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"Distance is where the heart is, home is where you hang your heart"  is an intimate collaboration between two near-strangers--Zackary Drucker, the LA-based photographer, performance and video artist, and Amos Mac--the creator and publisher of Original Plumbing.  Executed over a long, snowed-in Christmas weekend at Drucker's childhood home in Syracuse, New York, the images combine elements of personal history, performance documentation, and exhibitionism.  The resulting intervention is also an experiment in cross-identity representation; a dialogue between Mac, a trans man, and Drucker, a trans woman.  The exhibition marks the official release of this unique suite of 22 limited-edition photographs, a number of which appear in the first issue of Mac's new publication, Translady Fanzine.

Keeping normative culture on the periphery, "Distance is where the heart is, home is where you hang your heart" explores the relationship between spectacle and voyeur as uniquely removed from the trappings of representational asymmetry.  Veering between classically sleek fashion editorials to the sexed-up fetishism of Pierre Molinere, the site-specific body works of Ana Mendieta, and the transgressive body-as-target performances of Chris Burden,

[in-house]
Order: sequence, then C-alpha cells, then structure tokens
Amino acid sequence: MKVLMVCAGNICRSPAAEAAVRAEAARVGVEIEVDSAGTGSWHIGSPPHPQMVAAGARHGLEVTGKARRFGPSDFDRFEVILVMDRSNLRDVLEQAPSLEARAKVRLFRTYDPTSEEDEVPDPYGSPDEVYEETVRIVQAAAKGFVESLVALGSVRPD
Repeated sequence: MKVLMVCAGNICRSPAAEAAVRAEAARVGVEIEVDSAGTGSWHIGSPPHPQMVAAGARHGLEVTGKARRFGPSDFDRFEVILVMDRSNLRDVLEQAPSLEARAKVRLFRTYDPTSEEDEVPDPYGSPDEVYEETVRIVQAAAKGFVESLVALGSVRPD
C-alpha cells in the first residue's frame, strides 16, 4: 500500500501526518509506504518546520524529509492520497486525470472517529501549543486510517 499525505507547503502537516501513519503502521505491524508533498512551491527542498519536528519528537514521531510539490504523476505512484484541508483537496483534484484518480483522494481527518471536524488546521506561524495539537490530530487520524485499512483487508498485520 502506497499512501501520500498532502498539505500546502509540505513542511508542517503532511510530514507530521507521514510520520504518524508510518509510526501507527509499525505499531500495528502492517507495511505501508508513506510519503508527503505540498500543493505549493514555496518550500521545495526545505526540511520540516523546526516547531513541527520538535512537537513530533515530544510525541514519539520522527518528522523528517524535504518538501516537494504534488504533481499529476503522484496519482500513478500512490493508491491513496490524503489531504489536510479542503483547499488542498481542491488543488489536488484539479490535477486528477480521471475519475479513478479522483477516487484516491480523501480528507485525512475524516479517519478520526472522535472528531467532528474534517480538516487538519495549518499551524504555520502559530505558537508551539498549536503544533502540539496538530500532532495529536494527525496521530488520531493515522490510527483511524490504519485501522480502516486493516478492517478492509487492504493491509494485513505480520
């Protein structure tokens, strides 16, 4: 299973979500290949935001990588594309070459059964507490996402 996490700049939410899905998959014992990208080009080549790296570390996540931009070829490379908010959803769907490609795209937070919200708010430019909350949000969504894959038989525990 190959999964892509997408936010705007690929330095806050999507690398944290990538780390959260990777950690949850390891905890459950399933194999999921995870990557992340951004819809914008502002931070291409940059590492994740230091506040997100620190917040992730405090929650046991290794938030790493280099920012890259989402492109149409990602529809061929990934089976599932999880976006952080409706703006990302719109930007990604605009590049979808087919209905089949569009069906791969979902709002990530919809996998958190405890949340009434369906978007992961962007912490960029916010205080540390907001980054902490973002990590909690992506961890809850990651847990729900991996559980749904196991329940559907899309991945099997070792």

the photo essay imagines a stratagem where difference is grated into a fine dust settling over the ruins of normativity.  Devoid of traditional male-female power dynamics, Mac and Drucker's mutual bond and kinship as trans people results in a visual free-for-all that plays with sexuality, female subjection, power, wealth, vulnerability, victimization, family, comfort, safety, secrets--a perfect balance of voyeur and aesthete.  

Drawing from feminist and queer theoretical discourse, Zackary Drucker's work addresses sexual exploitation, transgender representation, and drag performance in order to explore relationships that facilitate queer/counter-cultural lineage.  Interested in obliterating language obstacles, pulverizing identity disorders and revealing dark subconscious layers of outsider agency, her work reinvents and redistributes traditionally-held binary formulas and power relationships between spectacle and voyeur, dominator and subjugated, and the domesticated and exoticized.  Drucker holds up her body as a site for interrogating its reception in society; her mission is nothing less than demolishing ingrained bilateral roles and opening up gender's true range of fluidity.

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